All rights reserved. Credit: Ardiles Rante / Greenpeace

When I was young my friends and I would visit our local river, just a short walk from our small town in Pangkalan Kerinci, upstream of Riau's peatland coast in Sumatra. On days when we needed to cool down from the heat, we would spend hours swimming and getting lost in the shade of the trees, chasing birds and sleeping.

My parents instilled in me the importance of the environment. Growing up, forests fascinated me – how trees nurture and protect us, the beauty of bark, the way in which roots weave like tangled hair knots. But deep down, I've always had a foreboding feeling about forest fires. For the past 18 years during the dry season, ever since the palm oil plantations began, the haze has always been lurking.

Every day, all I would hear were complaints – from the media, from my friends, from my family. Even though I'm just one individual I knew I had to do something. But when fires are burning through the forests you can't chain yourself to a tree.

Rahmi Carolina holding up a sign that says "Fight!!"

 Instead I've taken my voice to the streets, to social media, posted on my blog, and even appeared on TV. In August, myself and three other friends started a petition addressed to Mrs. Siti Nurbaya Bakar, the Minister of Environment and Forestry to demand the right for clean air from the government. At first, getting signatures was slow - initially it was just our friends who signed. But eventually the word spread via Twitter and the momentum started to build. At last count it stood at more than 22,000 supporters!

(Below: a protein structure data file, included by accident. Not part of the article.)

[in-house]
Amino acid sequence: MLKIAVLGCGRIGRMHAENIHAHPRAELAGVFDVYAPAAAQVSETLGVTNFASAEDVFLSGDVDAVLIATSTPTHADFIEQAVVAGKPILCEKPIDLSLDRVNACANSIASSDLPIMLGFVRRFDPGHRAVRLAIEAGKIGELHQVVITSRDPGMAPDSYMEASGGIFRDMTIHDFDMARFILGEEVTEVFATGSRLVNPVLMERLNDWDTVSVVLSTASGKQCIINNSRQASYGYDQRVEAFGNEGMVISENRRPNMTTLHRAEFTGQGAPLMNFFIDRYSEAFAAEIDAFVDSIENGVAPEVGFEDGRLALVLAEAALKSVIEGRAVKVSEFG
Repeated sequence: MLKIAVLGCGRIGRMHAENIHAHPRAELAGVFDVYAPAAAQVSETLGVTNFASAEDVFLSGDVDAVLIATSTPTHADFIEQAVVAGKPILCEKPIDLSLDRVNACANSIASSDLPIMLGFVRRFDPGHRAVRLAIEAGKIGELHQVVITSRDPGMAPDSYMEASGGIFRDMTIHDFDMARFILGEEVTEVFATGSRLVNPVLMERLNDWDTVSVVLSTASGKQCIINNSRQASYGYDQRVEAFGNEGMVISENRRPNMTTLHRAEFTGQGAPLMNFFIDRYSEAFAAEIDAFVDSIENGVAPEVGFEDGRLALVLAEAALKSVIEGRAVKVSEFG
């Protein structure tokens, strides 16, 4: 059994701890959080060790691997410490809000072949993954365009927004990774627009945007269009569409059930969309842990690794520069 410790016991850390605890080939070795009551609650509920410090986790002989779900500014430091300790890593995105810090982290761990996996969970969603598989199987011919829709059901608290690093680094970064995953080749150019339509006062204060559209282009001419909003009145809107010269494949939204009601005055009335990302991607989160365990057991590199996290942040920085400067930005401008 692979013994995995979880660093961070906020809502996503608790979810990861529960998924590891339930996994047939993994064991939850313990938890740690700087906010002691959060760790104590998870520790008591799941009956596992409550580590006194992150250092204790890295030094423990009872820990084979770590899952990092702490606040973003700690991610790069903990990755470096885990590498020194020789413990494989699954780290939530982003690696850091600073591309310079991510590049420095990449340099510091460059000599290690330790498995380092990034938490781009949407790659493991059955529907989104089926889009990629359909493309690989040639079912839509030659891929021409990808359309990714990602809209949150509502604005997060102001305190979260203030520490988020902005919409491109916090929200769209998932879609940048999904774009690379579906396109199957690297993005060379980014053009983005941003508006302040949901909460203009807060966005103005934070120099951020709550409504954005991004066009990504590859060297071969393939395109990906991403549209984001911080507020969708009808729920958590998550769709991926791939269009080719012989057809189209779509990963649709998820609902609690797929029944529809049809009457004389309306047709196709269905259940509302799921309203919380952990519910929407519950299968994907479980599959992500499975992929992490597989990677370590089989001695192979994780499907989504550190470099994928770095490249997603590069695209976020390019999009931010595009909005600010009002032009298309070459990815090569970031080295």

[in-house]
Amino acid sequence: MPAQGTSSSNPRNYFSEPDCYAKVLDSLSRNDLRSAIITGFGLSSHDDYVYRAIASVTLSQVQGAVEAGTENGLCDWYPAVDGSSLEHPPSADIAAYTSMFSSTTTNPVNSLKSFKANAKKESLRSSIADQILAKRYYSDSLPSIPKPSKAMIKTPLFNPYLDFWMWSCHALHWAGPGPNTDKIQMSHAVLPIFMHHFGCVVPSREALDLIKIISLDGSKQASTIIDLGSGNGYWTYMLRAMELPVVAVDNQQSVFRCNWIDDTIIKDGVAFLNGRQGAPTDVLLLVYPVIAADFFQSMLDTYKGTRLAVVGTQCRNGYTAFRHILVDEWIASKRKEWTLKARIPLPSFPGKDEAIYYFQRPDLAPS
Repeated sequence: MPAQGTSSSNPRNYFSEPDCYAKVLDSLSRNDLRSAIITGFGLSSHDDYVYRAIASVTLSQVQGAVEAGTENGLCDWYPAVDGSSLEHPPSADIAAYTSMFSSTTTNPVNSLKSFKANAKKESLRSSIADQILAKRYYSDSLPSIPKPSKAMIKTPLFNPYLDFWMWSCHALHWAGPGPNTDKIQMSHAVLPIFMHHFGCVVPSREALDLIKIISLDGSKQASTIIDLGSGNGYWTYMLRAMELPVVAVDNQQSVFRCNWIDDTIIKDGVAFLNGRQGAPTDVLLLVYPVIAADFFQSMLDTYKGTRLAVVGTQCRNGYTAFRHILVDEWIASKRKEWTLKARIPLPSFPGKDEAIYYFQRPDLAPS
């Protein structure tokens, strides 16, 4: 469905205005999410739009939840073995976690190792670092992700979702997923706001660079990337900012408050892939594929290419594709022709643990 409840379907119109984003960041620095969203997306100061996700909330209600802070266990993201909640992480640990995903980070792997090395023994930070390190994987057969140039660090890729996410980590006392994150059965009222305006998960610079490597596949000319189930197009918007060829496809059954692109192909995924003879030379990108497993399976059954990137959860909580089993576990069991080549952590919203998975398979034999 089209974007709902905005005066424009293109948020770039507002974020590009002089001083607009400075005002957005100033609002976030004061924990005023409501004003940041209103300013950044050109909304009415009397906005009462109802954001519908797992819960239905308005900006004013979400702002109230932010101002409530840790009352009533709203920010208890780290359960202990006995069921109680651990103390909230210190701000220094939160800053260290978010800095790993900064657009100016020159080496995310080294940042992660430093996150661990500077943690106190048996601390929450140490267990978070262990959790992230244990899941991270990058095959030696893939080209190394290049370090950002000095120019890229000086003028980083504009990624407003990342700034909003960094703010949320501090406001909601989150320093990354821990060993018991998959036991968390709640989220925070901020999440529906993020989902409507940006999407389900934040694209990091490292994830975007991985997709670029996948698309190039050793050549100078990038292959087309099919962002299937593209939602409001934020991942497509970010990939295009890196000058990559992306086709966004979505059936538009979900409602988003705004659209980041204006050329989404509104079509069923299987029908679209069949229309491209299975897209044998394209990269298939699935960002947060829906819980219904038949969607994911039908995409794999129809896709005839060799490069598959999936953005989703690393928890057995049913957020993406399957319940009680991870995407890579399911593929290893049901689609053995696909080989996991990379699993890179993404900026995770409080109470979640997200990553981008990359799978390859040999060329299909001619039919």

In late September I received a response from the Minister. She wrote that they are investigating 139 companies, with 26 under criminal investigation. But if this is the case then why has the government not yet named and shamed the companies involved, and why has it taken so long?

Recently, President Jokowi said that there would be "no new concessions on peatlands". Decades of forest and peatland destruction from palm oil and pulp companies have caused today's fires. Now, it is vital for the government to hold on to that promise and enforce the law.

Over the years, young people in Indonesia have become so accustomed to the haze that we don't even wear masks. But this year, we're turning our complaints into action. We're using social media, we're posting what we're seeing and we're telling the world!

In Indonesia there is a saying: "Bagai pungguk merindukan bulan." Like an owl pining for the moon. It means: "to wish for something impossible." I know that if we restore peatlands and forests and stop the fires, we can turn things around. If we had acted earlier and gotten serious about protecting forests and peatlands, maybe today Riau and other provinces wouldn't be smothered in smoke. We need time to make things right, but this is not impossible. We will not be silenced. We will keep on fighting.

Rahmi Carolina is a 22 year old Indonesian university student, writer, activist and poet. She is currently studying English Education at the Universitas Islam Riau. She loves nature.

This blog post was originally posted by Greenpeace UK